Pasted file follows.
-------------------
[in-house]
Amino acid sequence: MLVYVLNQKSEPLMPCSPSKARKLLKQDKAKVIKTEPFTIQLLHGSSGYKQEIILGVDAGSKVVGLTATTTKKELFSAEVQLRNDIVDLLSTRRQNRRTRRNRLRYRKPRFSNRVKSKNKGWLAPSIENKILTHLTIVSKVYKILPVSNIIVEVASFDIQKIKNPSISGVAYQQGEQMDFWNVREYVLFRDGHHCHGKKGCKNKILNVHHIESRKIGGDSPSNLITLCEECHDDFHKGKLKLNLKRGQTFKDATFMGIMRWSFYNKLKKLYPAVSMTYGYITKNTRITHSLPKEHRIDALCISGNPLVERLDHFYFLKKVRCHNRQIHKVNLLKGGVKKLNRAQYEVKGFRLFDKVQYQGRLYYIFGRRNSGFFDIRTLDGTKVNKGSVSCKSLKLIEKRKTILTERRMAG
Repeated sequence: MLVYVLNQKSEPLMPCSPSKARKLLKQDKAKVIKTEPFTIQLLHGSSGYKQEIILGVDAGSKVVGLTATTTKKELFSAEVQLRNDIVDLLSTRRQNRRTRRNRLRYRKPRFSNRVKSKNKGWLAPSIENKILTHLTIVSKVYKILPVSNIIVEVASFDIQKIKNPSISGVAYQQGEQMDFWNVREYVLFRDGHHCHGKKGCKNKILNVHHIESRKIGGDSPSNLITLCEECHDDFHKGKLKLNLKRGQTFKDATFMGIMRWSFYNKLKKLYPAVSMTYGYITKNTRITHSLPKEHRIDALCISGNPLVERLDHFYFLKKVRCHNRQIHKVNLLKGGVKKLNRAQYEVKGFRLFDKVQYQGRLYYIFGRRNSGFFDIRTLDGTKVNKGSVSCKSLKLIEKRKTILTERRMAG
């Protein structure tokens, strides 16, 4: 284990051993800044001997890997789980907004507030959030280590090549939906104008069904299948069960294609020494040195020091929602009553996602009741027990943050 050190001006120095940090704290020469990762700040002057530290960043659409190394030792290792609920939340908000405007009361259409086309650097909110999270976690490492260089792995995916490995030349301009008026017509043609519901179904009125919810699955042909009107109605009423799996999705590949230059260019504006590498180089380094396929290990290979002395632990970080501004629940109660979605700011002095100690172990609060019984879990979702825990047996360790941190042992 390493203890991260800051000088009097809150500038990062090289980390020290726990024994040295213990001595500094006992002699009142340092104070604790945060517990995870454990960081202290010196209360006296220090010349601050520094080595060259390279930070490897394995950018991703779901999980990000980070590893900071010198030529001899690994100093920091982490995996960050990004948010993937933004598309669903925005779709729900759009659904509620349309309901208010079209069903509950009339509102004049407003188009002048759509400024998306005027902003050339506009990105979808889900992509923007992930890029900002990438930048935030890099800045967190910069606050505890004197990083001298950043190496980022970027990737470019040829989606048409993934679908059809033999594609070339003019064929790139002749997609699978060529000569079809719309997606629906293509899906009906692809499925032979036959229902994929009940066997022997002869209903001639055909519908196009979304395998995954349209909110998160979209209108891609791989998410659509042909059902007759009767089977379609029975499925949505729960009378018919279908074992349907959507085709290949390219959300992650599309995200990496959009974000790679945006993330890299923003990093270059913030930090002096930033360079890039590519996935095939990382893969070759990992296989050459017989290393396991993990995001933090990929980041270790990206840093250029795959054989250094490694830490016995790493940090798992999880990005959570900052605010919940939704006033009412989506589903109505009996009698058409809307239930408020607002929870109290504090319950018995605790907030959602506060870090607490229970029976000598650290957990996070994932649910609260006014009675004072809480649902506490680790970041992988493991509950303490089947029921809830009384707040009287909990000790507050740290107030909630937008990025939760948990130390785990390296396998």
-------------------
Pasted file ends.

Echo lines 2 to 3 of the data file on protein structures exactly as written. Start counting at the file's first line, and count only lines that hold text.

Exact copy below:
Amino acid sequence: MLVYVLNQKSEPLMPCSPSKARKLLKQDKAKVIKTEPFTIQLLHGSSGYKQEIILGVDAGSKVVGLTATTTKKELFSAEVQLRNDIVDLLSTRRQNRRTRRNRLRYRKPRFSNRVKSKNKGWLAPSIENKILTHLTIVSKVYKILPVSNIIVEVASFDIQKIKNPSISGVAYQQGEQMDFWNVREYVLFRDGHHCHGKKGCKNKILNVHHIESRKIGGDSPSNLITLCEECHDDFHKGKLKLNLKRGQTFKDATFMGIMRWSFYNKLKKLYPAVSMTYGYITKNTRITHSLPKEHRIDALCISGNPLVERLDHFYFLKKVRCHNRQIHKVNLLKGGVKKLNRAQYEVKGFRLFDKVQYQGRLYYIFGRRNSGFFDIRTLDGTKVNKGSVSCKSLKLIEKRKTILTERRMAG
Repeated sequence: MLVYVLNQKSEPLMPCSPSKARKLLKQDKAKVIKTEPFTIQLLHGSSGYKQEIILGVDAGSKVVGLTATTTKKELFSAEVQLRNDIVDLLSTRRQNRRTRRNRLRYRKPRFSNRVKSKNKGWLAPSIENKILTHLTIVSKVYKILPVSNIIVEVASFDIQKIKNPSISGVAYQQGEQMDFWNVREYVLFRDGHHCHGKKGCKNKILNVHHIESRKIGGDSPSNLITLCEECHDDFHKGKLKLNLKRGQTFKDATFMGIMRWSFYNKLKKLYPAVSMTYGYITKNTRITHSLPKEHRIDALCISGNPLVERLDHFYFLKKVRCHNRQIHKVNLLKGGVKKLNRAQYEVKGFRLFDKVQYQGRLYYIFGRRNSGFFDIRTLDGTKVNKGSVSCKSLKLIEKRKTILTERRMAG